Sustainable Ingredients for Aquafeeds

Sunday, February 17, 2013
Room 304 (Hynes Convention Center)
Margareth Overland , Norwegian University of Life Sciences, Arboretveien 6, Norway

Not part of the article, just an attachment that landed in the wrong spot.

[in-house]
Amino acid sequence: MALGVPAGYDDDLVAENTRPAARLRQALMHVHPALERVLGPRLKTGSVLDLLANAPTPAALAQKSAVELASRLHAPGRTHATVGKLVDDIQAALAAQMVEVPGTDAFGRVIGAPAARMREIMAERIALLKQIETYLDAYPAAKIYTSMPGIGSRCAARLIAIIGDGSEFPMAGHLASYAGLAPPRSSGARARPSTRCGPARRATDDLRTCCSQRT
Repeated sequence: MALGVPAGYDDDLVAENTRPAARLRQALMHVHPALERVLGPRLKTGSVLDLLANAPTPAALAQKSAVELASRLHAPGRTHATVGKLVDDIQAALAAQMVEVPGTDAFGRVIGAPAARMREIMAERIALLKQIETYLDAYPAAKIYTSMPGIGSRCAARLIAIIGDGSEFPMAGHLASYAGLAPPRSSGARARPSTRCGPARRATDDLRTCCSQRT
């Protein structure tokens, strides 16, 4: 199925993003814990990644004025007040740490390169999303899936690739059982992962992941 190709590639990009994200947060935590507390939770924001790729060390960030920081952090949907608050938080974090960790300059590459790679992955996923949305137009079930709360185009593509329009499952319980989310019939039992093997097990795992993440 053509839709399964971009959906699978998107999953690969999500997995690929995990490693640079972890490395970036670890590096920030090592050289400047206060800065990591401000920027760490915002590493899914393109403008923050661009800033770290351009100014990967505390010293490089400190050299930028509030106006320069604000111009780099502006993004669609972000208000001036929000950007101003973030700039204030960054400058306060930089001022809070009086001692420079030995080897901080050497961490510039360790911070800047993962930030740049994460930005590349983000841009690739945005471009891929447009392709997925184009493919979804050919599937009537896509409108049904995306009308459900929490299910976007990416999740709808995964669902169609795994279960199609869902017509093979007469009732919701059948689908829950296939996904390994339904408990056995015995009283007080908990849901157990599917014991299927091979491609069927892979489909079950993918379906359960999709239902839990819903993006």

The aquaculture industry will be a major contributor to feeding the world’s growing human population. The industry’s output in Norway alone is projected to increase six-fold by 2050, but this will depend on several factors, including the supply of feed resources. Conventional sources like fish meal and fish oil are limited resources, so it is pivotal for future growth to develop alternative and sustainable high-quality feed resources using advanced technology. The basic nutritional needs of fish, e.g. amino acids, lipids, and energy, can be met by a wide range of alternative feed ingredients. However, the fish feed of the future needs to be based primarily on ingredients not directly used by humans for food. Until now, plant ingredients such as soybean-based products, are important alternatives, as these are available in large quantities. Introducing new ingredients into fish feed represents opportunities and challenges that differ for each type of ingredient. Some may contain a wide range of bioactive components that may have health-promoting effects. Others, such as certain plant sources, contain antinutritional factors and antigens. These factors reduce nutrient digestibility and may cause acute intestinal inflammatory responses as seen with soybean meal and other legumes in diets for salmonids. These problems can be overcome by targeted processing techniques. For example, recent advances in processing technology have made it possible to produce protein concentrates that are more suitable for aquaculture than conventional meals. Protein concentrates from field peas and co-products from biofuel production, such as distillers dried grains with soubles (DDGS), have shown to be potential protein sources for salmonids. In the future, fish feed needs to be increasingly based on non-food raw materials, such as by-products from plant crops and animal by-products that are not edible for humans, and through developing new ingredients based on single-cell organisms. Single-cell organisms like bacteria and yeast represent potentially sustainable ingredients due to their ability to convert natural gas or low-value biomass from forestry and agricultural industry into high-quality feed ingredients. A bacterial meal produced by aerobic fermentation of natural gas by Methylococcus capsulatus and yeast produced from easily fermentable sugar have shown to be suitable protein sources for farmed salmonids. New ingredients for fish feed based on these sources and new technologies can help secure a high-quality, sustainable food source for an ever-growing world population.